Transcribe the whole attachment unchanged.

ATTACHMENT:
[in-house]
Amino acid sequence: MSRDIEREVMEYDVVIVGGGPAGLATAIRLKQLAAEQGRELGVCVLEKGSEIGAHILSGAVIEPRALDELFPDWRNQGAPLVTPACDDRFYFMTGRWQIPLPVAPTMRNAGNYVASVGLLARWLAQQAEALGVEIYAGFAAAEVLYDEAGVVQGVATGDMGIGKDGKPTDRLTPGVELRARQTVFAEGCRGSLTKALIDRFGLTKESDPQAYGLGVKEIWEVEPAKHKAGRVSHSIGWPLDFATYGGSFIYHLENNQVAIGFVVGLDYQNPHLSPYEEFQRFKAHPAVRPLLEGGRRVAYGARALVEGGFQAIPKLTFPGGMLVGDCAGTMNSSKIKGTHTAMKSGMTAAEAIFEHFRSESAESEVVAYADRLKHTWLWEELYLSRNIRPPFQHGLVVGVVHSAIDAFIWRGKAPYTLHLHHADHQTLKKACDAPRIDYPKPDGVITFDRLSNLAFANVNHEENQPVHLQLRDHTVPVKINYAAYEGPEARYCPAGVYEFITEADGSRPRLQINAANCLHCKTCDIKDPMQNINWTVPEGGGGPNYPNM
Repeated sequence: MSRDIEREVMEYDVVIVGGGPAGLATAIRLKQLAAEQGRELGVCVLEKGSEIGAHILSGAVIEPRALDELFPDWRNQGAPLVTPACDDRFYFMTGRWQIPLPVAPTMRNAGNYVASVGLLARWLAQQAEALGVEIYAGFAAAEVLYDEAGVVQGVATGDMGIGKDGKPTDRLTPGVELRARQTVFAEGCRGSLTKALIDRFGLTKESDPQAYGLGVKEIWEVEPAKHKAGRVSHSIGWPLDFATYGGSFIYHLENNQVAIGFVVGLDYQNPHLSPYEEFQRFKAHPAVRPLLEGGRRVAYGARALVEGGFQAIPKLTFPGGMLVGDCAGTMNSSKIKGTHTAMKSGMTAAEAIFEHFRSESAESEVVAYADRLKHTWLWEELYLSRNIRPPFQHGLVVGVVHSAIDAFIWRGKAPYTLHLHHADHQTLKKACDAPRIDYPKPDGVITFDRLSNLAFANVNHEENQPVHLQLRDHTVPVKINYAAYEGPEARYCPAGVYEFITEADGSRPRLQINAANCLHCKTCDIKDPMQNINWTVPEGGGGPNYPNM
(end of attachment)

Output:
[in-house]
Amino acid sequence: MSRDIEREVMEYDVVIVGGGPAGLATAIRLKQLAAEQGRELGVCVLEKGSEIGAHILSGAVIEPRALDELFPDWRNQGAPLVTPACDDRFYFMTGRWQIPLPVAPTMRNAGNYVASVGLLARWLAQQAEALGVEIYAGFAAAEVLYDEAGVVQGVATGDMGIGKDGKPTDRLTPGVELRARQTVFAEGCRGSLTKALIDRFGLTKESDPQAYGLGVKEIWEVEPAKHKAGRVSHSIGWPLDFATYGGSFIYHLENNQVAIGFVVGLDYQNPHLSPYEEFQRFKAHPAVRPLLEGGRRVAYGARALVEGGFQAIPKLTFPGGMLVGDCAGTMNSSKIKGTHTAMKSGMTAAEAIFEHFRSESAESEVVAYADRLKHTWLWEELYLSRNIRPPFQHGLVVGVVHSAIDAFIWRGKAPYTLHLHHADHQTLKKACDAPRIDYPKPDGVITFDRLSNLAFANVNHEENQPVHLQLRDHTVPVKINYAAYEGPEARYCPAGVYEFITEADGSRPRLQINAANCLHCKTCDIKDPMQNINWTVPEGGGGPNYPNM
Repeated sequence: MSRDIEREVMEYDVVIVGGGPAGLATAIRLKQLAAEQGRELGVCVLEKGSEIGAHILSGAVIEPRALDELFPDWRNQGAPLVTPACDDRFYFMTGRWQIPLPVAPTMRNAGNYVASVGLLARWLAQQAEALGVEIYAGFAAAEVLYDEAGVVQGVATGDMGIGKDGKPTDRLTPGVELRARQTVFAEGCRGSLTKALIDRFGLTKESDPQAYGLGVKEIWEVEPAKHKAGRVSHSIGWPLDFATYGGSFIYHLENNQVAIGFVVGLDYQNPHLSPYEEFQRFKAHPAVRPLLEGGRRVAYGARALVEGGFQAIPKLTFPGGMLVGDCAGTMNSSKIKGTHTAMKSGMTAAEAIFEHFRSESAESEVVAYADRLKHTWLWEELYLSRNIRPPFQHGLVVGVVHSAIDAFIWRGKAPYTLHLHHADHQTLKKACDAPRIDYPKPDGVITFDRLSNLAFANVNHEENQPVHLQLRDHTVPVKINYAAYEGPEARYCPAGVYEFITEADGSRPRLQINAANCLHCKTCDIKDPMQNINWTVPEGGGGPNYPNM